1. ohh Allie this is one of my favorite books of all time! We had to read it twice in school and I'm really glad my teachers made me!
    Hope you enjoy the rest of it--the second part is different from the first :D

  2. Apparently, Part 2 is a terribly famous 'essay' which made Dostoeyvsky famous and has been included in whole books by itelf (this from Amateur Reader, not anything I knew). I found it a bit tedious, and like you, more especially enjoyed the tender relationship between Ilyusha and his father, and the way the bullies were treating him. Reading of him throwing rocks at the bullies could be in today's age! But, the way it's written makes you feel his pain so clearly; wait until you get to part 4 when it tells more of their poor family.

    Like you, I know nothing about this book except as it's revealed when I'm reading. I'd heard rumours that the brothers killed their father, but now I'm not so sure. So sure it was Dmitri, anyway.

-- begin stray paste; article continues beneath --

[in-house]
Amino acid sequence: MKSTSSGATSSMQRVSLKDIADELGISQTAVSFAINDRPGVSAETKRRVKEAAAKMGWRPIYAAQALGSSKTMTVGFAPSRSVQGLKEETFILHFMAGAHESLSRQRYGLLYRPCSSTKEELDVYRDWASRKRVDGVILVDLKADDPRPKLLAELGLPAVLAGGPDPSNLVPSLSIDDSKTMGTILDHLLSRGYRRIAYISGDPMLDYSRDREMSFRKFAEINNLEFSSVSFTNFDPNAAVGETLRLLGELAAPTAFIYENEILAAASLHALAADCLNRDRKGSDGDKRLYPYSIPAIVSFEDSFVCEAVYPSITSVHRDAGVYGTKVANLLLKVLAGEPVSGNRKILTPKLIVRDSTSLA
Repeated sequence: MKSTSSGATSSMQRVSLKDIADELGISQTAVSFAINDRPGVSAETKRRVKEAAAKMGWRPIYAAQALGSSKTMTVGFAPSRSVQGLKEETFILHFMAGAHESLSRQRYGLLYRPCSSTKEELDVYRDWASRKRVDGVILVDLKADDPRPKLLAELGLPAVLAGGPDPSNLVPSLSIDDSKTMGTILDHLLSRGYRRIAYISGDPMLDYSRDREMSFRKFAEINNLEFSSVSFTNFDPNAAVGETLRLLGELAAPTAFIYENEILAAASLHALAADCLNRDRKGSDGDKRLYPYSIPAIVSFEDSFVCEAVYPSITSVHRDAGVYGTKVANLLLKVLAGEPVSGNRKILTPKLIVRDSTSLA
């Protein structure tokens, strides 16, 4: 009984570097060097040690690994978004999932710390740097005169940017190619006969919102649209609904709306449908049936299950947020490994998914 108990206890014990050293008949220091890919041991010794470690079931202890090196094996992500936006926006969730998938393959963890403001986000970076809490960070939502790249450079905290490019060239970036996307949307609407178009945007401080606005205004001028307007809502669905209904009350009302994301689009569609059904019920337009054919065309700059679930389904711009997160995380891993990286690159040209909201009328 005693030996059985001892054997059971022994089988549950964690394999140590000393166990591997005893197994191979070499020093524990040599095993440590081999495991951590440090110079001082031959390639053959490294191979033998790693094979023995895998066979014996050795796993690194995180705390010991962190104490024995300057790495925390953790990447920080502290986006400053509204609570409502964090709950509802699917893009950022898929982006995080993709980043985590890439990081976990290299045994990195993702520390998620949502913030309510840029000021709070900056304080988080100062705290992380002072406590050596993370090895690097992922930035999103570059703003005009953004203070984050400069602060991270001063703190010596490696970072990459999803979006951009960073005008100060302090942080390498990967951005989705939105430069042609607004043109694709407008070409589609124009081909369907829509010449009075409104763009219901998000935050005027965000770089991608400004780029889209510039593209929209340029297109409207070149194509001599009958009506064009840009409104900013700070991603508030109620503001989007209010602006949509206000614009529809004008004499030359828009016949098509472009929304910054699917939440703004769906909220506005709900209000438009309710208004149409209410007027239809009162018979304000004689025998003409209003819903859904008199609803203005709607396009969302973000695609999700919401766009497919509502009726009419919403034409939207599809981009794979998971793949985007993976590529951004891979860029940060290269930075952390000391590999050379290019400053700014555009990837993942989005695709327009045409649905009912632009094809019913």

Parts 3 and 4 (I'm almost finished, couldn't stand the suspense!) are much more full of plot than Part 2 which seems to be a treatise on religion. Or, at least Ivan's rebellion. ;)

  3. The two contrasting philosophical treatises on faith versus doubt do slow the pace but (as you know by now) that pace really picks up again in the next part. I love these two sections as standalones but have a real problem in their placement in the text. There was no other way to convey that conflict? Awkward for now but am reserving final judgment until I finish. Happy reading!

  4. wow, you're making me want to read it now!
    i miss your posts so bad! please, update soon!

  5. There's definitely not much action in this part, although like you I was interested in the story concerning the captain and his son. I feel "enriched" after reading this section, but am anxious to be entertained by the rest!